On the morning of October 25, 1999, captain Michael Kling and his first officer, Stephanie Bellegarrigue, piloted a Learjet Model 35 out of Orlando and set a heading for Dallas, where their passengers—the professional golfer Payne Stewart, Stewart’s agents Robert Fraley and Van Ardan, and golf-course architect Bruce Borland—were planning to build a new course. The Learjet, a plane often used for such trips, was a marvel of engineering: It could climb 4,340 feet in a minute and cruise at up to 530 mph. In 1976 a similar Lear, the Model 36, set a round-the-world speed record.
As the crew headed north, they received instructions from a Jacksonville controller, first to climb to 26,000 feet, then 39,000. “Three nine zero bravo alpha,” the first officer acknowledged. It was her last transmission. A few minutes later, the Learjet leveled out and the controller issued another routine instruction. No one radioed back. The controller tried to reach the crew five more times in the next four and a half minutes.
When a flight crew is unresponsive, the FAA asks that the nearest military jet make a visual assessment—in this case, it was an F-16 pilot on a test run out of nearby Eglin Air Force Base. Coming even with the Learjet, the test pilot reported that both of the plane’s engines were running. By all indications, the Learjet was in perfect working order. But the test pilot also reported a disturbing detail: The Learjet’s windows were opaque, as if covered from the inside with condensation or ice.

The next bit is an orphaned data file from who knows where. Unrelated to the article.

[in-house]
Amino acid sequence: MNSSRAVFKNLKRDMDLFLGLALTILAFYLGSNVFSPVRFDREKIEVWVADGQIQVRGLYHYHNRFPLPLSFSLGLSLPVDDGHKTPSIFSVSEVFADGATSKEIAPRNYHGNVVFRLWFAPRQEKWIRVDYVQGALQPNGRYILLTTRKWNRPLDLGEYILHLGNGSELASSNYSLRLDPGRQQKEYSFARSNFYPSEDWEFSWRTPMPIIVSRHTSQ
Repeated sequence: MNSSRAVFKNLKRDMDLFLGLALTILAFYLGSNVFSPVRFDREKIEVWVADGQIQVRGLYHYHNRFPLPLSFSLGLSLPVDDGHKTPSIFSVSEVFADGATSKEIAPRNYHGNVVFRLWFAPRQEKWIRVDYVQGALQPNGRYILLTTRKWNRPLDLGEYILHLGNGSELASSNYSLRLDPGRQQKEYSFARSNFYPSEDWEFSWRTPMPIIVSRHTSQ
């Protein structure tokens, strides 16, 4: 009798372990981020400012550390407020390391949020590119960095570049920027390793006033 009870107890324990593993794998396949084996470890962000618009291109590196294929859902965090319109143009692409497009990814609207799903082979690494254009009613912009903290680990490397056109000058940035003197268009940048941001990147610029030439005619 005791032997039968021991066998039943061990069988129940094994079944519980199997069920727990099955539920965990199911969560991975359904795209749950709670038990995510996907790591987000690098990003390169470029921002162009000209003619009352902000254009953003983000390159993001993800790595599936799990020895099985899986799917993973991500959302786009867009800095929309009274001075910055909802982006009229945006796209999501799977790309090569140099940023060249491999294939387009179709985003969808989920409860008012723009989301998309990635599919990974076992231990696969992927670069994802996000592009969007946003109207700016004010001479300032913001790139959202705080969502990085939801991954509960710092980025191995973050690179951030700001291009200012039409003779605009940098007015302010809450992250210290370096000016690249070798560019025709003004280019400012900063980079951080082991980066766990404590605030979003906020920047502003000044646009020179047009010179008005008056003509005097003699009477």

It was becoming clear that in the minutes after Bellegarrigue’s last transmission, the cabin had lost pressure and all its oxygen began to escape. Within as little as eight seconds, the crew and their passengers most likely began to experience hypoxia—lack of oxygen in the bloodstream—that impaired their most basic motor and cognitive functions. They may not have even been aware that there was a problem, but within a few minutes of the breach, they were probably dead.
Yet the plane continued on, because a plane does not need its occupants to be comfortable in order to operate. It does not even need them to be breathing.
Humans are flimsy. Our bones snap after a fall of only a few feet. Our flesh ignites at the operating temperature of the average wood-burning stove. The highest human settlements are no more than 19,520 feet up, and none of us can stay alive long past 26,000.
Machines, meanwhile, can take a lot. The wings of a Boeing 777, for instance, can bend as much as 24 feet from their resting position, and any turbulence powerful enough to bend them that far will damage the passengers long before it damages the airplane. In 1997, United Airlines Flight 826, en route from Tokyo to Honolulu, encountered a sudden gust of “clear air turbulence” that crushed passengers into their seats and flung them at the ceiling. The turbulence killed one passenger and injured 70 others. But the pilot was able to return the plane itself safely to Tokyo.single page
Five amazing, clean technologies that will set us free, in this month's energy-focused issue. Also: how to build a better bomb detector, the robotic toys that are raising your children, a human catapult, the world's smallest arcade, and much more.